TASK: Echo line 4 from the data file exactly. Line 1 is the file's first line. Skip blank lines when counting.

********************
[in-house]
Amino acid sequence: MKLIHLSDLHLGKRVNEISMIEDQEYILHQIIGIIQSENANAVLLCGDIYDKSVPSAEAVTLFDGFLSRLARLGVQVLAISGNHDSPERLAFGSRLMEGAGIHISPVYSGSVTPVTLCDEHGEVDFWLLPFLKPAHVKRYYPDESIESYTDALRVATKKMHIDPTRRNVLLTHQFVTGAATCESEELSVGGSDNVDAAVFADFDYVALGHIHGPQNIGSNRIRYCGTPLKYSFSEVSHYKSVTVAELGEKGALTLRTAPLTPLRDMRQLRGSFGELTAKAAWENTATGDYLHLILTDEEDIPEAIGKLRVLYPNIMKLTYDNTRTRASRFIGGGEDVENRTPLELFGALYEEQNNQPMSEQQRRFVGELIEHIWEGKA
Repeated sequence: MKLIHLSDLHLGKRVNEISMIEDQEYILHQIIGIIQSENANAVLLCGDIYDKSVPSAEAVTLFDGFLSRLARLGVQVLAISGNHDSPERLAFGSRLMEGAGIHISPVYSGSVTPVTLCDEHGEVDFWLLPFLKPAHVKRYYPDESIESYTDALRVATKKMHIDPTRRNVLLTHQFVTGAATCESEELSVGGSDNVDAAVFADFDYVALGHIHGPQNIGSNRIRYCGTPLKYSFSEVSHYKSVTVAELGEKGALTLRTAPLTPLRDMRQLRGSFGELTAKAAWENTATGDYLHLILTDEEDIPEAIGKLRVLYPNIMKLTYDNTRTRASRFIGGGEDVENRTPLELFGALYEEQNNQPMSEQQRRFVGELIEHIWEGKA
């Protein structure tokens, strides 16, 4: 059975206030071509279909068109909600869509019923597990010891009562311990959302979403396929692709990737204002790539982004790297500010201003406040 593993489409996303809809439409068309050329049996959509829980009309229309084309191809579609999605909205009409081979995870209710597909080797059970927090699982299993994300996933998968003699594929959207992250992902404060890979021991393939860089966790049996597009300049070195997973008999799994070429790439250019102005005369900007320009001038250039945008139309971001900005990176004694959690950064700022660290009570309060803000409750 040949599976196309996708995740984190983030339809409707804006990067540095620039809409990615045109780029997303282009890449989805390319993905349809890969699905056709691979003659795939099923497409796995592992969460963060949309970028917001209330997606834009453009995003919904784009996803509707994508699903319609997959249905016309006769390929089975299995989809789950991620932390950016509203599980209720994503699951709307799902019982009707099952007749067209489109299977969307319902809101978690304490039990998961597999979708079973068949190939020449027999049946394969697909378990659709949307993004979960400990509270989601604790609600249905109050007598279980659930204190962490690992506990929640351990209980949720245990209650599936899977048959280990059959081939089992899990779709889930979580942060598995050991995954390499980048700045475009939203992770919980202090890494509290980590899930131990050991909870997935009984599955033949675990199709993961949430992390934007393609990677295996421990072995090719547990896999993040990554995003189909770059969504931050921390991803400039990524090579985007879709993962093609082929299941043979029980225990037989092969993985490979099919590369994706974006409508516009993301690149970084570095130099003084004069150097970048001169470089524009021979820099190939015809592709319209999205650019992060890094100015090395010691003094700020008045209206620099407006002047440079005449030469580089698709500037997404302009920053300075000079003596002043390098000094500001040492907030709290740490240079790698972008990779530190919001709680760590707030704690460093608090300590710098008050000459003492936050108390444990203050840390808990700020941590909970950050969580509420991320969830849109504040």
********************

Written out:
């Protein structure tokens, strides 16, 4: 059975206030071509279909068109909600869509019923597990010891009562311990959302979403396929692709990737204002790539982004790297500010201003406040 593993489409996303809809439409068309050329049996959509829980009309229309084309191809579609999605909205009409081979995870209710597909080797059970927090699982299993994300996933998968003699594929959207992250992902404060890979021991393939860089966790049996597009300049070195997973008999799994070429790439250019102005005369900007320009001038250039945008139309971001900005990176004694959690950064700022660290009570309060803000409750 040949599976196309996708995740984190983030339809409707804006990067540095620039809409990615045109780029997303282009890449989805390319993905349809890969699905056709691979003659795939099923497409796995592992969460963060949309970028917001209330997606834009453009995003919904784009996803509707994508699903319609997959249905016309006769390929089975299995989809789950991620932390950016509203599980209720994503699951709307799902019982009707099952007749067209489109299977969307319902809101978690304490039990998961597999979708079973068949190939020449027999049946394969697909378990659709949307993004979960400990509270989601604790609600249905109050007598279980659930204190962490690992506990929640351990209980949720245990209650599936899977048959280990059959081939089992899990779709889930979580942060598995050991995954390499980048700045475009939203992770919980202090890494509290980590899930131990050991909870997935009984599955033949675990199709993961949430992390934007393609990677295996421990072995090719547990896999993040990554995003189909770059969504931050921390991803400039990524090579985007879709993962093609082929299941043979029980225990037989092969993985490979099919590369994706974006409508516009993301690149970084570095130099003084004069150097970048001169470089524009021979820099190939015809592709319209999205650019992060890094100015090395010691003094700020008045209206620099407006002047440079005449030469580089698709500037997404302009920053300075000079003596002043390098000094500001040492907030709290740490240079790698972008990779530190919001709680760590707030704690460093608090300590710098008050000459003492936050108390444990203050840390808990700020941590909970950050969580509420991320969830849109504040």